The maritime environment in which shipping operates is fragile and needs to be understood and it needs to be protected.
Part of the marine environment is the inter-tidal zone (see the diagram above), an area where humans have greatest contact with the sea. It is here that many swim, surf, fish and have other contact with the sea and marine creatures such as shell fish, crustaceans and other small marine creatures. It is also an area of particularly interesting marine growth such as the kelp beds (with their own ecosystems) along the west and south-west coasts of South Africa.
It is the part of the marine environment where much marine “rubbish” is found – waste from ships and other sources, oil pollution (especially after a marine accident or where illegal oil discharge has occurred.) These products of marine operations or of other human activities along rivers that flow into the sea can be harmful to marine creatures, but also spoil the attractiveness of the coastline.
When the tide rises, seawater flows into the estuaries, and drains out when the tide goes out. (We say that the tide ebbs.) Because they are exposed to rise and fall of the tides, river estuaries also form part of the marine environment. Depending on the depth of water at the mouth of the river, there is much movement of marine creatures from the sea to the estuary and back to the sea. These creatures range in size from microscopic organisms and smaller fish to creatures such as quite large sharks in rivers where the water is deeper at the mouth. Quite large sea creatures, including seals and Zambezi sharks, have been found more than 25 kilometres upstream in the Breede River (Western Cape); riverine creatures such as otters also move between the estuary and the seashore, preying on crabs and shellfish. The interchange of marine life with the estuaries at Sodwana Bay and elsewhere along the northern coast of KwaZulu-Natal is well documented.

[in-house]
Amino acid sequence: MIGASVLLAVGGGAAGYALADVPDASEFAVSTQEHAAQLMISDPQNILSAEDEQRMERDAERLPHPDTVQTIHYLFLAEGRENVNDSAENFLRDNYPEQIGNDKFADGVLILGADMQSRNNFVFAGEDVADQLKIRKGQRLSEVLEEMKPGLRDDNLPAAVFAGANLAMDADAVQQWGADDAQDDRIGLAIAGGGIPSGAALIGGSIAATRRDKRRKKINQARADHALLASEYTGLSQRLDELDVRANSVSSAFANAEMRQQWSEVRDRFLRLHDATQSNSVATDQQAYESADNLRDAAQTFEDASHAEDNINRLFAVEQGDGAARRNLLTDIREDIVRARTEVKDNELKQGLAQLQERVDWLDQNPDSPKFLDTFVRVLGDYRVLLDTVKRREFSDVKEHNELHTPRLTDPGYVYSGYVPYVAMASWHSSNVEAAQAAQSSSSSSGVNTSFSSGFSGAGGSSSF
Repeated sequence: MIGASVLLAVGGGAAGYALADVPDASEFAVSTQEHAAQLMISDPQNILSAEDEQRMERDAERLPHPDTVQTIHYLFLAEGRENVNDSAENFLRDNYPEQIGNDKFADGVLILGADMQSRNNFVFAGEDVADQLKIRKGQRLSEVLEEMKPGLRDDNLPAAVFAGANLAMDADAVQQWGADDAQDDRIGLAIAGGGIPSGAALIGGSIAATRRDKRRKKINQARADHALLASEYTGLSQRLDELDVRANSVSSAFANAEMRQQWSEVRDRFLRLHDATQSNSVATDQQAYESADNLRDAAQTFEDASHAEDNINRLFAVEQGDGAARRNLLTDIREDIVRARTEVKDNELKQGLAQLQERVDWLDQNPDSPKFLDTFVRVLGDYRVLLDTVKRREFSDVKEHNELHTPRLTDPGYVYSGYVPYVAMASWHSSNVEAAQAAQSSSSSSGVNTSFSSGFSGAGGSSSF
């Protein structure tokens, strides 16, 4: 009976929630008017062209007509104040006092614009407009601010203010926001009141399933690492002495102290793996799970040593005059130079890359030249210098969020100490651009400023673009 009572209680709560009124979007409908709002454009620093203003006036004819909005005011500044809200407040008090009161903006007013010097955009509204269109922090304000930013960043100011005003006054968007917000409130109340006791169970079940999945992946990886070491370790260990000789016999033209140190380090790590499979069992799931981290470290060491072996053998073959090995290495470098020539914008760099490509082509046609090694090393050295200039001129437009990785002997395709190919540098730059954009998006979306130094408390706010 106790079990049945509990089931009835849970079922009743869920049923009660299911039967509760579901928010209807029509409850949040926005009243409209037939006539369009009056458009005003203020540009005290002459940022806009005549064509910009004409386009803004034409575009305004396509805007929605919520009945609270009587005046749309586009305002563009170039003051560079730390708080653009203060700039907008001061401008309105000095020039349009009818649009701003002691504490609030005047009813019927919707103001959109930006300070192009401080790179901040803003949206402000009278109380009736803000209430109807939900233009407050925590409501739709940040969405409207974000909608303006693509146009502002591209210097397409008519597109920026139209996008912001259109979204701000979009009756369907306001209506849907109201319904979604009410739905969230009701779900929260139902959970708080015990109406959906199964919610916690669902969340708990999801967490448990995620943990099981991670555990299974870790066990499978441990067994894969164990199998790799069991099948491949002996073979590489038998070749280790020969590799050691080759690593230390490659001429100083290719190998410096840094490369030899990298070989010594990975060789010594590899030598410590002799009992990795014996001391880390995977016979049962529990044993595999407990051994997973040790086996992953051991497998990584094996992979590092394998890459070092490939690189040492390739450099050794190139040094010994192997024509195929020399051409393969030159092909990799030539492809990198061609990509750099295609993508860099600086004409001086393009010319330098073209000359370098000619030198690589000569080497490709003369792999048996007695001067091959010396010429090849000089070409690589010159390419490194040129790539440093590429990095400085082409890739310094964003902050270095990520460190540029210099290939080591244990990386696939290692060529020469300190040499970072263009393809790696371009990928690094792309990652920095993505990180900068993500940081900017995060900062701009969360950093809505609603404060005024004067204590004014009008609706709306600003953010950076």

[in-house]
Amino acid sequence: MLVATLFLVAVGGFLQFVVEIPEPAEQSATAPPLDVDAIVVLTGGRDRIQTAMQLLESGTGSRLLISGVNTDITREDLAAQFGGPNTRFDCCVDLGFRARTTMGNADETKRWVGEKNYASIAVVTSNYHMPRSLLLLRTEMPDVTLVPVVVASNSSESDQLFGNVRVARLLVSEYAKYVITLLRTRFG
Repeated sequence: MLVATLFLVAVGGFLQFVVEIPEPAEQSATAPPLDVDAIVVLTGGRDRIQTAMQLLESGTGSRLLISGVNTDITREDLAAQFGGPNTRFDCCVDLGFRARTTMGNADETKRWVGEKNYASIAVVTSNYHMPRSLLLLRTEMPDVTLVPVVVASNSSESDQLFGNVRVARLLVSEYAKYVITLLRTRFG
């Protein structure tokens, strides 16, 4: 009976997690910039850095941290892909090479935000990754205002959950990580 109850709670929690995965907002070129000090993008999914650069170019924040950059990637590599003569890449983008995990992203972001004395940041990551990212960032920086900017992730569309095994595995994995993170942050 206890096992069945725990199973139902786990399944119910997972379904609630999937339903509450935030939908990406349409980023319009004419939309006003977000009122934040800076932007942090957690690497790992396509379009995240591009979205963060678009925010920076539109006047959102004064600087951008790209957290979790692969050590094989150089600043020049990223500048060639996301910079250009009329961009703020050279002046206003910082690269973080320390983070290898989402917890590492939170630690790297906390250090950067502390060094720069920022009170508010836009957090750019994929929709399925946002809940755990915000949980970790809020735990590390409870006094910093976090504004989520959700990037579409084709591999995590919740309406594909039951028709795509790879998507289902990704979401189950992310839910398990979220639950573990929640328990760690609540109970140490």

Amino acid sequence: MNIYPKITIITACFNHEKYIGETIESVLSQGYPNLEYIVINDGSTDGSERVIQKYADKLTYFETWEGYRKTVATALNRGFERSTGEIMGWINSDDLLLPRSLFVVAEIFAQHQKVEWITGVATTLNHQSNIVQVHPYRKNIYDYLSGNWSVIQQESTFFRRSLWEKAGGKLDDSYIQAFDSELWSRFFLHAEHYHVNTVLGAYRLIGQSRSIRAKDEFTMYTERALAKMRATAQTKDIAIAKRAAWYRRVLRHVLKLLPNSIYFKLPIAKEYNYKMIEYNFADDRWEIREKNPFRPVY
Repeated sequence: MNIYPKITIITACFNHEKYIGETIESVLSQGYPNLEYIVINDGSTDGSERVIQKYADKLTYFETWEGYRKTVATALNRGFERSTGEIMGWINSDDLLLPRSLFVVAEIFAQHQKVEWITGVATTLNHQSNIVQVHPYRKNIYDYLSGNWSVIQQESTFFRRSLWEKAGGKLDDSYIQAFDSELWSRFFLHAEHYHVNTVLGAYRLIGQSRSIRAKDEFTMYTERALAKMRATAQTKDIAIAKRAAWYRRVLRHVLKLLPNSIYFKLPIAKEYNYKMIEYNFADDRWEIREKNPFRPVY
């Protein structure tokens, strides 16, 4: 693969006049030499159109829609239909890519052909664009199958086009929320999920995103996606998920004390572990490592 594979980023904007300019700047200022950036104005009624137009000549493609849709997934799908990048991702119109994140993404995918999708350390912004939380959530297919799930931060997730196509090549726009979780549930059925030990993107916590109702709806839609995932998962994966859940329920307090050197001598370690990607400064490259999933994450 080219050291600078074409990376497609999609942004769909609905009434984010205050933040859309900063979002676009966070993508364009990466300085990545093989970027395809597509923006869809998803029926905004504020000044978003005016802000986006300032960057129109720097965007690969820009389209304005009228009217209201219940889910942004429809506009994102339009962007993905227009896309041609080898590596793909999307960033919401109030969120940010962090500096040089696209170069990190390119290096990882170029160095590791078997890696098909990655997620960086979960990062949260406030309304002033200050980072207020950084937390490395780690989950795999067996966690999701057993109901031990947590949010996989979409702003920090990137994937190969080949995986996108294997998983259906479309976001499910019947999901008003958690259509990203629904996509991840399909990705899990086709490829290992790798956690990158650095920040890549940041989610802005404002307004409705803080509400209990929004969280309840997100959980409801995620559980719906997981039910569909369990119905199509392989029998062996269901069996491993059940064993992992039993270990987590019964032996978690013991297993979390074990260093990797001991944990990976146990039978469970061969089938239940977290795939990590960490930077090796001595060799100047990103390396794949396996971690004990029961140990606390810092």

Coastal marine pollution can affect aquatic life in the estuaries. An example of this was the aftermath of the collision between the tankers Venoil and Venpet off the southern coast in December 1977. Venoil was laden and two of her tanks were holed, resulting in a major oil spill. In the Agulhas Current, the resulting oil slick drifted towards the south-west, threatening estuarine life in rivers between Plettenberg Bay and Mossel Bay. Booms were placed across some river mouths, preventing the oil from entering the estuaries.